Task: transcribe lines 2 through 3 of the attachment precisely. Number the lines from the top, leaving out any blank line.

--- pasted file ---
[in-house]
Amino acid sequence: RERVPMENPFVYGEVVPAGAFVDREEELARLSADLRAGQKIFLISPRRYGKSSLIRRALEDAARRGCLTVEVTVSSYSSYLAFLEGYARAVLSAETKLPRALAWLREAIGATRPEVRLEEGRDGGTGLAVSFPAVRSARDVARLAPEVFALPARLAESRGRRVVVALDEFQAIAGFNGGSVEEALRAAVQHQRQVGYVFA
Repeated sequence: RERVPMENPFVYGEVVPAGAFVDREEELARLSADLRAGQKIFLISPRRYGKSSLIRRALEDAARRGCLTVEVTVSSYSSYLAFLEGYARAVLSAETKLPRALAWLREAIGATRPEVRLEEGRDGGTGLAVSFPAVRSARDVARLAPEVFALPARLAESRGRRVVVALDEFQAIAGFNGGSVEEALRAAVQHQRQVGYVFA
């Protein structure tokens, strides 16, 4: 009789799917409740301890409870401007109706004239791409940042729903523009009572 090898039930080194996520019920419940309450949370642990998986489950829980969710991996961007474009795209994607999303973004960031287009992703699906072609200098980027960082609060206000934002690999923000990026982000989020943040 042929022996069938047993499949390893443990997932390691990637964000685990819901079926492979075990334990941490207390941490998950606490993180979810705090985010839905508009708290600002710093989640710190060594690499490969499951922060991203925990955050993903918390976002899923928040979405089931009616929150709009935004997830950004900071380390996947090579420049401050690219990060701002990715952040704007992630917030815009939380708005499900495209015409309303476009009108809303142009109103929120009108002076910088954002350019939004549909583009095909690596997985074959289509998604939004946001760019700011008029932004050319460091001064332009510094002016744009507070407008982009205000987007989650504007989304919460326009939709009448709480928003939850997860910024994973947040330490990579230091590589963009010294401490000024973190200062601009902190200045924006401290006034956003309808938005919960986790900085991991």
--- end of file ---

Amino acid sequence: RERVPMENPFVYGEVVPAGAFVDREEELARLSADLRAGQKIFLISPRRYGKSSLIRRALEDAARRGCLTVEVTVSSYSSYLAFLEGYARAVLSAETKLPRALAWLREAIGATRPEVRLEEGRDGGTGLAVSFPAVRSARDVARLAPEVFALPARLAESRGRRVVVALDEFQAIAGFNGGSVEEALRAAVQHQRQVGYVFA
Repeated sequence: RERVPMENPFVYGEVVPAGAFVDREEELARLSADLRAGQKIFLISPRRYGKSSLIRRALEDAARRGCLTVEVTVSSYSSYLAFLEGYARAVLSAETKLPRALAWLREAIGATRPEVRLEEGRDGGTGLAVSFPAVRSARDVARLAPEVFALPARLAESRGRRVVVALDEFQAIAGFNGGSVEEALRAAVQHQRQVGYVFA